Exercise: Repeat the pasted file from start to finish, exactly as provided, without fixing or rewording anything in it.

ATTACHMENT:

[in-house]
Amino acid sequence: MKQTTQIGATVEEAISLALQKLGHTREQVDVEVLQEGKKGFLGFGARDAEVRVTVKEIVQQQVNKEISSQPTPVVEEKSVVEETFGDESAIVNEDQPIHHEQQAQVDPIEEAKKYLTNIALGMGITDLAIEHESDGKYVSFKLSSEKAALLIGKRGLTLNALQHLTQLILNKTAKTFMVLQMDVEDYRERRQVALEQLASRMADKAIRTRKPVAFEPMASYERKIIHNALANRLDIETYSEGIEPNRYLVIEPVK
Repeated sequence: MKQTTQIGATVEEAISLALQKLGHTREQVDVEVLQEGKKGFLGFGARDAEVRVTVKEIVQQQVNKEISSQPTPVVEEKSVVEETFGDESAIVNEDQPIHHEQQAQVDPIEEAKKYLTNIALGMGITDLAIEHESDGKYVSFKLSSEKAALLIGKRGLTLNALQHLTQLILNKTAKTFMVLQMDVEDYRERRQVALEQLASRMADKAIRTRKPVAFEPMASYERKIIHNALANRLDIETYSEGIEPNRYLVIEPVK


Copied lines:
[in-house]
Amino acid sequence: MKQTTQIGATVEEAISLALQKLGHTREQVDVEVLQEGKKGFLGFGARDAEVRVTVKEIVQQQVNKEISSQPTPVVEEKSVVEETFGDESAIVNEDQPIHHEQQAQVDPIEEAKKYLTNIALGMGITDLAIEHESDGKYVSFKLSSEKAALLIGKRGLTLNALQHLTQLILNKTAKTFMVLQMDVEDYRERRQVALEQLASRMADKAIRTRKPVAFEPMASYERKIIHNALANRLDIETYSEGIEPNRYLVIEPVK
Repeated sequence: MKQTTQIGATVEEAISLALQKLGHTREQVDVEVLQEGKKGFLGFGARDAEVRVTVKEIVQQQVNKEISSQPTPVVEEKSVVEETFGDESAIVNEDQPIHHEQQAQVDPIEEAKKYLTNIALGMGITDLAIEHESDGKYVSFKLSSEKAALLIGKRGLTLNALQHLTQLILNKTAKTFMVLQMDVEDYRERRQVALEQLASRMADKAIRTRKPVAFEPMASYERKIIHNALANRLDIETYSEGIEPNRYLVIEPVK